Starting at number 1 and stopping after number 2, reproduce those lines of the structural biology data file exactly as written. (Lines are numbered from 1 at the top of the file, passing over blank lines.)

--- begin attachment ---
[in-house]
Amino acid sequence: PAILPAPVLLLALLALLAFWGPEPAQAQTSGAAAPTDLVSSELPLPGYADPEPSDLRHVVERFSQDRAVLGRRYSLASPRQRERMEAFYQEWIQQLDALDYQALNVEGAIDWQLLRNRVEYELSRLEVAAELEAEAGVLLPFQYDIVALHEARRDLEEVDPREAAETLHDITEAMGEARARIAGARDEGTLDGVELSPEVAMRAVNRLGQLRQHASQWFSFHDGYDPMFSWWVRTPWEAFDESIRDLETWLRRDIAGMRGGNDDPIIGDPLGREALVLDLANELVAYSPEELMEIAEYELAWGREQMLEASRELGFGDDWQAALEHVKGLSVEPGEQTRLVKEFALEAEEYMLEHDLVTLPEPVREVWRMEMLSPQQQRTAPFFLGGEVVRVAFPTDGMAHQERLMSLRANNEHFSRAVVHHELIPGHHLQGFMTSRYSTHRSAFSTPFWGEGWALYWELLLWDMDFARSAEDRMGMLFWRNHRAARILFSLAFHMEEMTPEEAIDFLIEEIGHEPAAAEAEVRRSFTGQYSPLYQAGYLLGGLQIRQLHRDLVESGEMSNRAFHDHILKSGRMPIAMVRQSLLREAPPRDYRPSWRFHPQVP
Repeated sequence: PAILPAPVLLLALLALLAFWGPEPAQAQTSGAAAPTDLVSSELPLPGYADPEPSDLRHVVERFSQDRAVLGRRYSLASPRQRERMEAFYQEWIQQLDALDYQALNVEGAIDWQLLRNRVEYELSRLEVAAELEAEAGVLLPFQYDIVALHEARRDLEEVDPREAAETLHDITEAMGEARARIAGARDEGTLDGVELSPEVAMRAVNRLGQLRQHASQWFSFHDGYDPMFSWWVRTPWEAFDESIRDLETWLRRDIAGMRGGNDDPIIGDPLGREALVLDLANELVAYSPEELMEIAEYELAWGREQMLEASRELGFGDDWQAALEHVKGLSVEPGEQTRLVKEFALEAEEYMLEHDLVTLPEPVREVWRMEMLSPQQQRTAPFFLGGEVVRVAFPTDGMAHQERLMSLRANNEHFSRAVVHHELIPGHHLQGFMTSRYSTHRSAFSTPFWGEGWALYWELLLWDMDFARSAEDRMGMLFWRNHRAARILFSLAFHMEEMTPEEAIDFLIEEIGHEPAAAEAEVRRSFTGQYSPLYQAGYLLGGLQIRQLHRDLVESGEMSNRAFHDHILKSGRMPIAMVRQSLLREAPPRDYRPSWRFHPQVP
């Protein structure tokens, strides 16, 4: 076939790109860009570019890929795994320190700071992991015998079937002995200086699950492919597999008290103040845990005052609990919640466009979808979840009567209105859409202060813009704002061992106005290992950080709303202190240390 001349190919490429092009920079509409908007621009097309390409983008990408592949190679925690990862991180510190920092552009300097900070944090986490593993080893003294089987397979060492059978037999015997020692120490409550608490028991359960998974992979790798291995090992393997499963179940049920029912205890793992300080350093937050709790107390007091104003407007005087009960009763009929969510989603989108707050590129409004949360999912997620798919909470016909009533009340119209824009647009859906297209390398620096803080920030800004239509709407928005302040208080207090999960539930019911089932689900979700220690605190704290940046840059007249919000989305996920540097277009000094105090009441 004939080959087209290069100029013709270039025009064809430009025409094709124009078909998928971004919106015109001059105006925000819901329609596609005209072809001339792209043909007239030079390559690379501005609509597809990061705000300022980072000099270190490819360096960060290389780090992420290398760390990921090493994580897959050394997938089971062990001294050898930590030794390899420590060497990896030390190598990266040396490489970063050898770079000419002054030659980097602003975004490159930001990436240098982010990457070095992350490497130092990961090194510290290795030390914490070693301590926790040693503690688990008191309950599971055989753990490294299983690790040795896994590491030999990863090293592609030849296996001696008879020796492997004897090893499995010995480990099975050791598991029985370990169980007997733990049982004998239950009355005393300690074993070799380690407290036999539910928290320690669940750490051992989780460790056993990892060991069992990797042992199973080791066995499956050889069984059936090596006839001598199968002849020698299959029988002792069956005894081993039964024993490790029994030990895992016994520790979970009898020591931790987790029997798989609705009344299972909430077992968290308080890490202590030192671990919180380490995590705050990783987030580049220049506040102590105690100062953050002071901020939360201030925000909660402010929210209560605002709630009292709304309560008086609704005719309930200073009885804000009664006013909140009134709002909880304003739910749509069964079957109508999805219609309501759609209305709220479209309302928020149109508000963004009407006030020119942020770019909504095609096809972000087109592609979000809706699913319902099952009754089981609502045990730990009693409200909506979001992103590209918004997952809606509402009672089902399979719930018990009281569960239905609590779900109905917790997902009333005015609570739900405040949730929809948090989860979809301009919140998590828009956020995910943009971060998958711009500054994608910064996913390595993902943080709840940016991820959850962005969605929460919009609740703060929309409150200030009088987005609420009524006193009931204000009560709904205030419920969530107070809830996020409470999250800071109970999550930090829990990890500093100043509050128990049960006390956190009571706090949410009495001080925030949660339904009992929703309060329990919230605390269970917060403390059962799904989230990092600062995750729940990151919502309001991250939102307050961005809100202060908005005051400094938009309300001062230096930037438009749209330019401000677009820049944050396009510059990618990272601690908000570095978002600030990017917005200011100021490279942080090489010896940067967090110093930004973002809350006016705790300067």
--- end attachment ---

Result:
[in-house]
Amino acid sequence: PAILPAPVLLLALLALLAFWGPEPAQAQTSGAAAPTDLVSSELPLPGYADPEPSDLRHVVERFSQDRAVLGRRYSLASPRQRERMEAFYQEWIQQLDALDYQALNVEGAIDWQLLRNRVEYELSRLEVAAELEAEAGVLLPFQYDIVALHEARRDLEEVDPREAAETLHDITEAMGEARARIAGARDEGTLDGVELSPEVAMRAVNRLGQLRQHASQWFSFHDGYDPMFSWWVRTPWEAFDESIRDLETWLRRDIAGMRGGNDDPIIGDPLGREALVLDLANELVAYSPEELMEIAEYELAWGREQMLEASRELGFGDDWQAALEHVKGLSVEPGEQTRLVKEFALEAEEYMLEHDLVTLPEPVREVWRMEMLSPQQQRTAPFFLGGEVVRVAFPTDGMAHQERLMSLRANNEHFSRAVVHHELIPGHHLQGFMTSRYSTHRSAFSTPFWGEGWALYWELLLWDMDFARSAEDRMGMLFWRNHRAARILFSLAFHMEEMTPEEAIDFLIEEIGHEPAAAEAEVRRSFTGQYSPLYQAGYLLGGLQIRQLHRDLVESGEMSNRAFHDHILKSGRMPIAMVRQSLLREAPPRDYRPSWRFHPQVP